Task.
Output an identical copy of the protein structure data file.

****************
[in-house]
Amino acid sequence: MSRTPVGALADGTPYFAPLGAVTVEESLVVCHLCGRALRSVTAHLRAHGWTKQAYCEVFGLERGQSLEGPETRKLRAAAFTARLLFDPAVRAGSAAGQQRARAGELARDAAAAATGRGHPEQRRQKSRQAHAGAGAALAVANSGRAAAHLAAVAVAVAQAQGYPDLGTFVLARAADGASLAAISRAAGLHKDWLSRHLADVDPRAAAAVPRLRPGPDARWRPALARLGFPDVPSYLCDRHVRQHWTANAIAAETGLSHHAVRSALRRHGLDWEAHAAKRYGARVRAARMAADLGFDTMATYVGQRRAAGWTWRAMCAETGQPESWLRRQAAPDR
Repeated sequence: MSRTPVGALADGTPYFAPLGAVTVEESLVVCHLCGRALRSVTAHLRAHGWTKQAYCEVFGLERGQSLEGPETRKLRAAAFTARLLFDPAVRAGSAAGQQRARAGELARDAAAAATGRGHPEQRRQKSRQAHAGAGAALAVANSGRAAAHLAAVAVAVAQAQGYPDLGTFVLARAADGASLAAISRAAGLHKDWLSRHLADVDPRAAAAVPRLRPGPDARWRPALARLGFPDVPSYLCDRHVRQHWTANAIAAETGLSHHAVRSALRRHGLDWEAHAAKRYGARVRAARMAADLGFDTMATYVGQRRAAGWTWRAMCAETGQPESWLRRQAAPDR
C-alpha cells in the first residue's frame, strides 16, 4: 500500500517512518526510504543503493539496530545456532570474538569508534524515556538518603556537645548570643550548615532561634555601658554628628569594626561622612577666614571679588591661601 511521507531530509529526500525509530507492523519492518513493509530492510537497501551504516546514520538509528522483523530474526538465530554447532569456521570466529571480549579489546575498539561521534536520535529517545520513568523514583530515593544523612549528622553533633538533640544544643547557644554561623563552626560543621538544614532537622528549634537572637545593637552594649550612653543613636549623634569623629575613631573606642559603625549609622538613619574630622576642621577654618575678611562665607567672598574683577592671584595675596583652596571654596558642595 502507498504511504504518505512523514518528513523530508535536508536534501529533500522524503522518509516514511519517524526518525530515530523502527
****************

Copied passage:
[in-house]
Amino acid sequence: MSRTPVGALADGTPYFAPLGAVTVEESLVVCHLCGRALRSVTAHLRAHGWTKQAYCEVFGLERGQSLEGPETRKLRAAAFTARLLFDPAVRAGSAAGQQRARAGELARDAAAAATGRGHPEQRRQKSRQAHAGAGAALAVANSGRAAAHLAAVAVAVAQAQGYPDLGTFVLARAADGASLAAISRAAGLHKDWLSRHLADVDPRAAAAVPRLRPGPDARWRPALARLGFPDVPSYLCDRHVRQHWTANAIAAETGLSHHAVRSALRRHGLDWEAHAAKRYGARVRAARMAADLGFDTMATYVGQRRAAGWTWRAMCAETGQPESWLRRQAAPDR
Repeated sequence: MSRTPVGALADGTPYFAPLGAVTVEESLVVCHLCGRALRSVTAHLRAHGWTKQAYCEVFGLERGQSLEGPETRKLRAAAFTARLLFDPAVRAGSAAGQQRARAGELARDAAAAATGRGHPEQRRQKSRQAHAGAGAALAVANSGRAAAHLAAVAVAVAQAQGYPDLGTFVLARAADGASLAAISRAAGLHKDWLSRHLADVDPRAAAAVPRLRPGPDARWRPALARLGFPDVPSYLCDRHVRQHWTANAIAAETGLSHHAVRSALRRHGLDWEAHAAKRYGARVRAARMAADLGFDTMATYVGQRRAAGWTWRAMCAETGQPESWLRRQAAPDR
C-alpha cells in the first residue's frame, strides 16, 4: 500500500517512518526510504543503493539496530545456532570474538569508534524515556538518603556537645548570643550548615532561634555601658554628628569594626561622612577666614571679588591661601 511521507531530509529526500525509530507492523519492518513493509530492510537497501551504516546514520538509528522483523530474526538465530554447532569456521570466529571480549579489546575498539561521534536520535529517545520513568523514583530515593544523612549528622553533633538533640544544643547557644554561623563552626560543621538544614532537622528549634537572637545593637552594649550612653543613636549623634569623629575613631573606642559603625549609622538613619574630622576642621577654618575678611562665607567672598574683577592671584595675596583652596571654596558642595 502507498504511504504518505512523514518528513523530508535536508536534501529533500522524503522518509516514511519517524526518525530515530523502527